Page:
Laws and regulations:India

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Indian Acts, rules, policies on Small and Medium Enterprises


India has strong environmental policy and legislative frameworks with well established institutions at national and State level. It has a number of environmental regulations including those for water and air pollution, solid waste and energy conservation. India is currently developing a climate change strategy.

Contents

Environmental Regulations

  • The Indian Forest Act (1927)
  • Wildlife Protection Act (1972, amended 1993)
  • The Water Prevention and Control of Pollution Act (1977) sets standards and controls on the level of pollution entering water sources and sets requirements for treatment of waste before it is disposed of.
  • Environmental Protection Act (1986) is used by the Ministry of Environment and Forests to set standards for the protection of the environment. It sets limits on the amount of pollution that industries may produce and sets punishments for offending companies.
  • Air Prevention and Control of Pollution Act (1981) aims to improve air quality through the prevention, control and abatement of air pollution and the setting of standards of air pollution control equipment. The Motor Vehicle Act (1980) sets limits on the amount of particulates that motor vehicles can emit.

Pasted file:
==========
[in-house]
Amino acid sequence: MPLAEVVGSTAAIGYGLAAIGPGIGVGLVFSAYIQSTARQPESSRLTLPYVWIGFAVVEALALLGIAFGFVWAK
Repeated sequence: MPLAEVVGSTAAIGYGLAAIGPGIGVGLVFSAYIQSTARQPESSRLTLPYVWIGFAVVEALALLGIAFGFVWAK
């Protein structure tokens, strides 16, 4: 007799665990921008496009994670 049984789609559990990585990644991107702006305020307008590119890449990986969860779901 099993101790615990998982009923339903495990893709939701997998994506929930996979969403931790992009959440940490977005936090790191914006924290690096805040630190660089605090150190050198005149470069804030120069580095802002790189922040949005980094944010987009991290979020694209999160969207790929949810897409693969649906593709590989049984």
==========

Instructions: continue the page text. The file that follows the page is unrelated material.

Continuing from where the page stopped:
• Hazardous Waste Management and Handling Rules (1989 – amended in 2000) sets standards of disposal of hazardous waste, sets the duties of the handlers of hazardous waste plants, and grants authorisations for the handling of hazardous waste. It prohibits the import or export of hazardous waste for dumping or recycling.
  • Environmental Impact Assessment (EIA) (1994) was formally introduced in India in 1994 making Environmental Clearance (EC) mandatory for expansion or modernisation of any activity or for setting up new projects listed in Schedule 1 of the notification. Since then there have been 12 amendments made to the original EIA notification of 1994. The Ministry of Environment and Forests recently notified new EIA legislation in September 2006. The notification makes it mandatory for various projects such as mining, thermal power plants, river valley projects, infrastructure (roads, highways, ports, harbours and airports) and industries including very small electroplating or foundry units to get environment clearance. However, unlike the EIA Notification of 1994, the new legislation has put the onus of clearing projects on the state government depending on the size/capacity of the project.
  • The National Environment Appellate Authority Act (1997)
  • Bio-medical waste management & Handling Rules (1998)
  • Environment (Siting for Industrial Projects) Rules (1999)
  • Recycled Plastic Manufacture and Usage rules (1999)
  • Ozone Depleting Substances (Regulation) Rules (2000)
  • Municipal Solid Waste Management Rules (2000) sets standards on disposal and treatment of solid waste. Responsibility for implementing these rules lies with the municipalities. The state board or committee is responsible for ensuring the rules are implemented. The state government has overall responsibility.